Natalie posted on Tuesday, March 02, 2010 - 2:06 pm
I know one should not use standardized scores as indicators of a latent growth curve. However, we have data for a variable that was collected across time that is standardized within children's sex and within classrooms. We have data for children in 30+ classrooms (30 at T1 and the number grows over time). Is it okay to use data that were standardized in this manner in either a regular latent growth curve or in a growth mixture model?
Bengt, to follow-up on your answer to this question. Could you please indicate why? Is this because when using standarized scores, that increases or decreases in mean scores cannot be found? Or is this for another reason? In some cases we are only interested in associated growth between growth parameters (variances, not means). Can standarized scores be used for that? And, is your answer to the above question specific for standardized scores within classrooms, or does this apply to any standardized scored (so also standardized over the population)?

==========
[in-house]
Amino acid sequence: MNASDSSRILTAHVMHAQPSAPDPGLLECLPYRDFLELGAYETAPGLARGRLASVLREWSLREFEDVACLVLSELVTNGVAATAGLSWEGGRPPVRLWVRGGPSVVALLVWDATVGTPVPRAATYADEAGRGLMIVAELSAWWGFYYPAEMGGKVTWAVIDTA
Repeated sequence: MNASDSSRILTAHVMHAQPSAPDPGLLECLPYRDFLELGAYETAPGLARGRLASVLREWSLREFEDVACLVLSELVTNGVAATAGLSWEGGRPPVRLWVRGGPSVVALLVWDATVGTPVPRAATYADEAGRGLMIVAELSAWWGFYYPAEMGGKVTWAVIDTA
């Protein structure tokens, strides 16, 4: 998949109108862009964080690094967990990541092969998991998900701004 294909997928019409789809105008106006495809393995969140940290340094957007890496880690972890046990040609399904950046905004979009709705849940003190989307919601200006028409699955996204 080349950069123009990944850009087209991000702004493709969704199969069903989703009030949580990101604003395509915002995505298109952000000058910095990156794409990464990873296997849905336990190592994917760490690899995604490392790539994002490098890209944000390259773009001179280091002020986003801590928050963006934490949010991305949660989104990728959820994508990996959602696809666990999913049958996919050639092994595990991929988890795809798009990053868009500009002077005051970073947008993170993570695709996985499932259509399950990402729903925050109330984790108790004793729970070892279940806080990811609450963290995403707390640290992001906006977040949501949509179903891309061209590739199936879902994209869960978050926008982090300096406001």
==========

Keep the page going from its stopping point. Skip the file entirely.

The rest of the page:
The key question to ask is if we didn't do/hadn't done any standardization, would the growth model estimates come out the same or does the standardization distort the growth picture?
The example has 3-level data: time, person, classroom. And standardization within classroom. I would expect that to distort the picture. You can simulate data in Mplus and try it out.
Seltzer, Frank, Bryk (1994). The Metric Matters: The Sensitivity of Conclusions About Growth in Student Achievement to Choice of Metric. Educational Evaluation and Policy Analysis Spring 1994, Vol. 16, No. 1, pp. 41-49